Out, by Christine Brooke-Rose

What did I just read? I’m not quite sure.

At the end it became slightly intelligible that the POV character was of some higher or lower form of consciousness, and had a brain procedure performed on him. So that sheds a bit of light on the bizarre and confusing way this story was told.

One way to describe it is as a stream of consciousness of someone who is mentally unstable.

Some of the descriptions and ideas are quite beautiful and thoughtful, but they take a bit of work and thinking to figure out what the heck is being described sometimes.

Definitely not a book you can read without some effort, but I found the trouble to be worth it in the end.

uh oh, the French are at it again

I’ve started reading The Plague, by Albert Camus since I liked The Stranger so much, and …. sigh. It’s the same problem I had with Madame Bovary and to a lesser extent, Swan’s Way. There are no characters, and just descriptions of things happening in a very passive, drawn back way. I don’t know if this is a different translator than The Stranger, or what, but it’s a completely different style and not engaging at all.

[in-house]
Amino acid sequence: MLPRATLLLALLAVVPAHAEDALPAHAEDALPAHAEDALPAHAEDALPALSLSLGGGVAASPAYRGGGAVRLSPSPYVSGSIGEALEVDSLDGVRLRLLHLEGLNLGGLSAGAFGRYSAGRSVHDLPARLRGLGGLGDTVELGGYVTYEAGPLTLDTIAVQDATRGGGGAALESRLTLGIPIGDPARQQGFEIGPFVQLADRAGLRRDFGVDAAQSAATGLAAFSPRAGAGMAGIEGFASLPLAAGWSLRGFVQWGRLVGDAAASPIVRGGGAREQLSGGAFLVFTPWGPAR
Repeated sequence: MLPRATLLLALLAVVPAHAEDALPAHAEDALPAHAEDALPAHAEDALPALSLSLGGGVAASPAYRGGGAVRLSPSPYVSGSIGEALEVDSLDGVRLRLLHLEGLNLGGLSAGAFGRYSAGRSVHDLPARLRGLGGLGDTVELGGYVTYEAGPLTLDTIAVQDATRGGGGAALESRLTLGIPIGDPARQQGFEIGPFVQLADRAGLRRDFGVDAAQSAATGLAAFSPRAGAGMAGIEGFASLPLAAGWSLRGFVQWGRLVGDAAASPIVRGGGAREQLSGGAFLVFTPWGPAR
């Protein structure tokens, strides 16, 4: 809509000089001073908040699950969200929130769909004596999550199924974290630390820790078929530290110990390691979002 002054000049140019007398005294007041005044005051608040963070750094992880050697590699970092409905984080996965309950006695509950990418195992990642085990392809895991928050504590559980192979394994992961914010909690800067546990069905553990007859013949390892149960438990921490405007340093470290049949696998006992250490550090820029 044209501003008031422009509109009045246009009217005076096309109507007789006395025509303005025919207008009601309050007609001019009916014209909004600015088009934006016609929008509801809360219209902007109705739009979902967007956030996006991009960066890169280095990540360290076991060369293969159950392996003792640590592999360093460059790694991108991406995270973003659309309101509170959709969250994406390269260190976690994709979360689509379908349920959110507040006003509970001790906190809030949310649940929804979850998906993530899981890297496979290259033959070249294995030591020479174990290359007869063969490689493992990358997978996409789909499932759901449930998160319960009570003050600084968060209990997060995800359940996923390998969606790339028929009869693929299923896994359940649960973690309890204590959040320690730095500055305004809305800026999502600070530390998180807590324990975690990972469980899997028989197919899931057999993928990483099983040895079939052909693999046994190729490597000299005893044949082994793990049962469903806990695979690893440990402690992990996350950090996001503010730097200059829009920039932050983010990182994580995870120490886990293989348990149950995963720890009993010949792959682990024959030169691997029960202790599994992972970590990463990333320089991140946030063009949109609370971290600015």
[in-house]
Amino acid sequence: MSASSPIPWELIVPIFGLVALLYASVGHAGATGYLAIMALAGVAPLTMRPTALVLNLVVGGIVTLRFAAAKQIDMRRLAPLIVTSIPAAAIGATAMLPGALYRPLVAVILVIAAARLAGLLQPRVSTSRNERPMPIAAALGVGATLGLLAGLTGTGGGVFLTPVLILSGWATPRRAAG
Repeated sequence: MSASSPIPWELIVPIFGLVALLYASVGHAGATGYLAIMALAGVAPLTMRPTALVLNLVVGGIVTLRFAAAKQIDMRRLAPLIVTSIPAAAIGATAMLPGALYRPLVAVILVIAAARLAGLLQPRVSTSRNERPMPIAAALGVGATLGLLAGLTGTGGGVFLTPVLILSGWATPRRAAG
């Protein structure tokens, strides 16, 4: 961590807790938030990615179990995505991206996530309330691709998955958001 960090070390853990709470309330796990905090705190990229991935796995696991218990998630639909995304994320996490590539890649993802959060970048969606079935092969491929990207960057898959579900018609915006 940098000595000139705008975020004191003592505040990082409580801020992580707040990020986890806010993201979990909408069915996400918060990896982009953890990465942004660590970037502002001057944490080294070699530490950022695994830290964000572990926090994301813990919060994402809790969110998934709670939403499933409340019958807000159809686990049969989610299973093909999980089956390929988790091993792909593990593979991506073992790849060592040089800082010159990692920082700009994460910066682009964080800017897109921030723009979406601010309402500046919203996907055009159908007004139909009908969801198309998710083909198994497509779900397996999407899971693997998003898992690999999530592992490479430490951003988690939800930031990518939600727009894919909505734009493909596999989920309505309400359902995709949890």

It’s a fairly short novel, so I’m going to stick with it, but I’m getting all kinds of ‘what not to do’ ideas for my own writing while reading this…

I’m about 20% through it, so it still has time to get better. I keep waiting for it to ‘zoom in’ and start the story, but it might not ever do this. We’ll see…

Foucault’s Pendulum, by Umberto Eco

This one was a bit of a trial. It took me several months to read because it got so bogged down in historical details that I don’t care about.

In this story, a group of editors decide to create their own conspiracy theory about the Templars in order to sell books. They go about it methodically, with lots of research, making connections between topics and events throughout history, all to support their idea. The problem is the author spends way too much effort detailing all theseĀ  historical events and facts and connections. Far beyond what it would take to convince the average reader that ‘yes, these editors are coming up with a believable theory.’